paraparesis, tetraparasis,or hemiparesis.
Plegia or paralysis refers to the complete loss of a voluntary movement, whereas paresis
implies that the voluntary movements are still present.
Circling: circling may vary from a tendency to drift in wide circle to forced spinning in a tight
tight circle: lesion in brain stem, direction always towards the side of the lesion
Dysmetria: characterized by movements too long (hypermetria) or too short( hypometria).
‘goose-stepping’ is most common sign of dysmetria. Occur due to lesion in cerebellar and
Abnormal movements: tremor and myoclonus
Tremors- synchronous involuntary oscillating contraction of antagonistic muscle groups. Can
affect all or parts of body.
Intention tremors -occur as the animal intend to move and are exaggerated by action
oriented movements e.g. eating.
Action tremors (occur as the parts of body are maintained in certain position)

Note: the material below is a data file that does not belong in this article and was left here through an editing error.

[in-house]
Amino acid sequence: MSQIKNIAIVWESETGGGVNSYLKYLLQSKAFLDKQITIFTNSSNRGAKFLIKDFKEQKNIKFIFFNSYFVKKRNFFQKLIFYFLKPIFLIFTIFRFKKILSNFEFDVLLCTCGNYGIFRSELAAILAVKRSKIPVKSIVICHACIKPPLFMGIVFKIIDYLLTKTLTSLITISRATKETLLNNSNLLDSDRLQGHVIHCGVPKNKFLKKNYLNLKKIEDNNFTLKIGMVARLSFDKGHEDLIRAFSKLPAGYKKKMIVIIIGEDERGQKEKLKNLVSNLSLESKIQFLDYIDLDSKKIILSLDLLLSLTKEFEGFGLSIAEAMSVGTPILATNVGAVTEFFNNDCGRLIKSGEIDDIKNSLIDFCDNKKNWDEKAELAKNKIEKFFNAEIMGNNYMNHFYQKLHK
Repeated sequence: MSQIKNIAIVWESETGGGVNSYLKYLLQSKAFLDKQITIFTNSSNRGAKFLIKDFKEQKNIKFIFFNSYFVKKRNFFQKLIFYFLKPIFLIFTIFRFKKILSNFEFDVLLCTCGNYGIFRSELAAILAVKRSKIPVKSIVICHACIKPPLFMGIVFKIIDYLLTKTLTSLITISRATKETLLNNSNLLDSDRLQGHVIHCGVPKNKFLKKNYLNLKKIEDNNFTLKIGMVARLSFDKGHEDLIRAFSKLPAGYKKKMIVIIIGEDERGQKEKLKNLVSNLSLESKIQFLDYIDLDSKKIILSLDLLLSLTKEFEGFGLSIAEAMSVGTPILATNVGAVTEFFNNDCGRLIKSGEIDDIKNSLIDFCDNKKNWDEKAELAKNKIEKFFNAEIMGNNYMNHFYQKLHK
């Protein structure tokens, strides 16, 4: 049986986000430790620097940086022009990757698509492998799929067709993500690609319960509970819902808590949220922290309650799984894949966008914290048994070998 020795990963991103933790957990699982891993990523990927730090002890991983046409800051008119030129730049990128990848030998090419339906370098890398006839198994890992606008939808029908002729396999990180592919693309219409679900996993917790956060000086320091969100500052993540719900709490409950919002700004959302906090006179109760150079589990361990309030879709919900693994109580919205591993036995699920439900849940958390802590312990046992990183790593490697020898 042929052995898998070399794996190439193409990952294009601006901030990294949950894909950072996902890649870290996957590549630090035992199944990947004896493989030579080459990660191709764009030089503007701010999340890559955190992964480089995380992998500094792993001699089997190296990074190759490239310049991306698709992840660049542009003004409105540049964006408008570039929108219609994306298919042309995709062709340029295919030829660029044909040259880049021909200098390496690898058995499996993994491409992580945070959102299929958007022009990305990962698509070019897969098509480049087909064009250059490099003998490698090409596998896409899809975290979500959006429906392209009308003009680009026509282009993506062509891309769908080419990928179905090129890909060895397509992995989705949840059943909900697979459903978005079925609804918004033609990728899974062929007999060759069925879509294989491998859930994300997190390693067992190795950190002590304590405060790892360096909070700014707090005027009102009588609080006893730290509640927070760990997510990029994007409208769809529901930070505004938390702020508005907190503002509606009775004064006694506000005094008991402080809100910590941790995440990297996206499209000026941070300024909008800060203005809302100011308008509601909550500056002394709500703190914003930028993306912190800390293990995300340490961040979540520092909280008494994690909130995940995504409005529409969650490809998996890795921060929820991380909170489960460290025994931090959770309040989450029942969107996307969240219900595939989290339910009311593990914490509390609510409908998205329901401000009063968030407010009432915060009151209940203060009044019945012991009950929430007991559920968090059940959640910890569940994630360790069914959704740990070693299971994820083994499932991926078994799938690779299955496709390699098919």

Generalized tremors are more common
clinical manifestation of excessive or hypersynchronous electrical activity in the cerebral
cortex. Can be focal or generalized
Occurs due to a fore brain disorder (may be from inside or outside of brain)
Repetitive rhythmic contraction of a group of skeletal muscles producing a quick jerking
movement of a body part.
Can be a result of encephalitis or myelitis caused by distemper virus.
Sustained irregular contraction with delayed relaxation of a muscle or a group of muscles following
Paroxysmal onset of flaccid paralysis with preservation of consciousness lasting for few seconds to few
Induced by excitement and can be reversed by an external stimuli
Occurs in particular breeds such as bulldog and Doberman pinscher
Hands on examination
Cranial nerve examination
Olfactory Nerve – (CN I)
The olfactory nerve is the sensory path for the conscious perception of the smell.
The behavioral response to a pleasurable or a noxious odor, either inferred from the
history or assessed by direct testing by Alcohol, cloves, xylol, benzol, or cat food
containing fish, appears to stimulate the olfactory nerves.
Letting the animal to sniff something
aromatic while blindfolded can test
the smell response.
Abnormal: Hyposomia or Ansomia
Optic Nerve (CN II)
Menace response is a cortically mediated blink produced by a threating gesture in front